It's part of an effort to look into supply-chain fraud that could undermine weapons' integrity or endanger troops' lives, the GAO said in its report to Congress about its undercover operation. GAO found plenty of vendors, mainly in China, willing to sell crummy military-grade weapons parts -- and wound up buying more than a dozen of them. It then had an outside firm, SMT Corp., analyze them for authenticity, and SMT in extensive lab analysis found them all either blatantly fraudulent or "highly suspicious."
The undercover work exposing the fake electronics that the military might end up ordering through Internet-based trading platforms was just a sampling, the GAO emphasizes, but shows that the threat of supply-chain fraud to the DOD is a serious national issue.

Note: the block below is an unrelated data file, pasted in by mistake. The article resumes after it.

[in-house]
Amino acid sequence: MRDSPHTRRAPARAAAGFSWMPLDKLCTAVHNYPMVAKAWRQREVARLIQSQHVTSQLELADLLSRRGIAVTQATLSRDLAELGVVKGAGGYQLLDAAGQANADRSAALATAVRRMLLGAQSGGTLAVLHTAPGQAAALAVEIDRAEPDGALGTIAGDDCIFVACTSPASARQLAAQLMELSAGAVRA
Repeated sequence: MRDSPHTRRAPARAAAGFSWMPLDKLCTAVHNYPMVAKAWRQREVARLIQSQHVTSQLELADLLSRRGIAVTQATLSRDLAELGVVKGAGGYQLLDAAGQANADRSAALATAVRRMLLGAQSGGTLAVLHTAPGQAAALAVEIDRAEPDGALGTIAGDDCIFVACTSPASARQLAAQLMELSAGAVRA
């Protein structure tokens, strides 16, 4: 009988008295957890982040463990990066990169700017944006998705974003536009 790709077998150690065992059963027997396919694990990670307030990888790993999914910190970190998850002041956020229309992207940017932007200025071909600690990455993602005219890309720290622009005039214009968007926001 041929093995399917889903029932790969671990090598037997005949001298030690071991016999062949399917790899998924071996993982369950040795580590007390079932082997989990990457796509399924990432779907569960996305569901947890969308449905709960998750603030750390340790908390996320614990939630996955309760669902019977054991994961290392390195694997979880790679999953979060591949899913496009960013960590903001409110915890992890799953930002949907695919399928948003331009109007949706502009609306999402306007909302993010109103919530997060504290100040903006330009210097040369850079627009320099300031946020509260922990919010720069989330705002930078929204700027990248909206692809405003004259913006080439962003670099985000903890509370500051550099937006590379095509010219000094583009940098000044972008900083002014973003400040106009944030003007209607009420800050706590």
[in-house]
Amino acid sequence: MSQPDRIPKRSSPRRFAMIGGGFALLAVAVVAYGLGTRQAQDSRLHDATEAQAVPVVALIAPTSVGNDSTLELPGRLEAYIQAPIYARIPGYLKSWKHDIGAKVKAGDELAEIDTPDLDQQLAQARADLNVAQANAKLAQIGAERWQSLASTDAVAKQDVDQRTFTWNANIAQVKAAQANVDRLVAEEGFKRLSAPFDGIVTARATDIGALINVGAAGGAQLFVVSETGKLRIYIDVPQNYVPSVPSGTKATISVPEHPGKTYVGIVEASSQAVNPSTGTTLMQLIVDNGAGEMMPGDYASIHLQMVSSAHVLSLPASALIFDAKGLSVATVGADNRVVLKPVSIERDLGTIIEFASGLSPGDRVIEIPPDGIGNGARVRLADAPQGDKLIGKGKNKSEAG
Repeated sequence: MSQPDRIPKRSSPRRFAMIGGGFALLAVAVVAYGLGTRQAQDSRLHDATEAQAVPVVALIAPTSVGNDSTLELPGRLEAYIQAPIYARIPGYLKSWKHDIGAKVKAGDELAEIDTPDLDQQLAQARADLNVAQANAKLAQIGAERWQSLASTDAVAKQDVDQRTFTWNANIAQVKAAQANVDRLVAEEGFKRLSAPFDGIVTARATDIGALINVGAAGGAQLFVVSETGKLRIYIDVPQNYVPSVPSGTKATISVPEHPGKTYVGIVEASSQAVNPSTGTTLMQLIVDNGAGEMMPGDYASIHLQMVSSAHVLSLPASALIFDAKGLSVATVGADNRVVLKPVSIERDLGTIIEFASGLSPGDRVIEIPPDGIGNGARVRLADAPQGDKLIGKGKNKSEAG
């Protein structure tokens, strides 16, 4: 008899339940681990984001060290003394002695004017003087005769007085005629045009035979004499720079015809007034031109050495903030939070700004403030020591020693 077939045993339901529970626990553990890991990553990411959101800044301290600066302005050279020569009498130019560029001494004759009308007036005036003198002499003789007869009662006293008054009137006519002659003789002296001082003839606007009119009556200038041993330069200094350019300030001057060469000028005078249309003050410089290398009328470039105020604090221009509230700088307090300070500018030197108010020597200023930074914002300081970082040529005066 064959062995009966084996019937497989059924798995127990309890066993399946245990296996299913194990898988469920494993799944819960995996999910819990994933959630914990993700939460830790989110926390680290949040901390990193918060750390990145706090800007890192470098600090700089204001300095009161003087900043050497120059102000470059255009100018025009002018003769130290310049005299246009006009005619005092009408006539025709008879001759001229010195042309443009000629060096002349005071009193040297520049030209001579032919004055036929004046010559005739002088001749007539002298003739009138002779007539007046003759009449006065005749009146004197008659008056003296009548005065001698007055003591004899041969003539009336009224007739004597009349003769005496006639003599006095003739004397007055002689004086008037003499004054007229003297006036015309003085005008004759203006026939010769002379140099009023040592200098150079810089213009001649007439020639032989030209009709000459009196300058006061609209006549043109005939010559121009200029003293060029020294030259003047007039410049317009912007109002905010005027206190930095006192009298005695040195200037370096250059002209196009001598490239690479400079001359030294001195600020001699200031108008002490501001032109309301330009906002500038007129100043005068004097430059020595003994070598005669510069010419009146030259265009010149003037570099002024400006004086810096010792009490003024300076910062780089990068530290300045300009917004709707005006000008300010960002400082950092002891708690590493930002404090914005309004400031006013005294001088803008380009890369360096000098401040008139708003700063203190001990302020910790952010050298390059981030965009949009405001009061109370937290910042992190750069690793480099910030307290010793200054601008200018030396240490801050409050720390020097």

To carry out its undercover identity, GAO first "created a fictitious company and gained membership to two Internet platforms providing access to vendors selling military-grade electronic parts," the GAO report says.
GAO doesn't disclose what online trading platforms these were, but notes one of them granted membership without receiving requested documentation and the second let in the GAO's fake company after it supplied "factitious business references" that no one checked.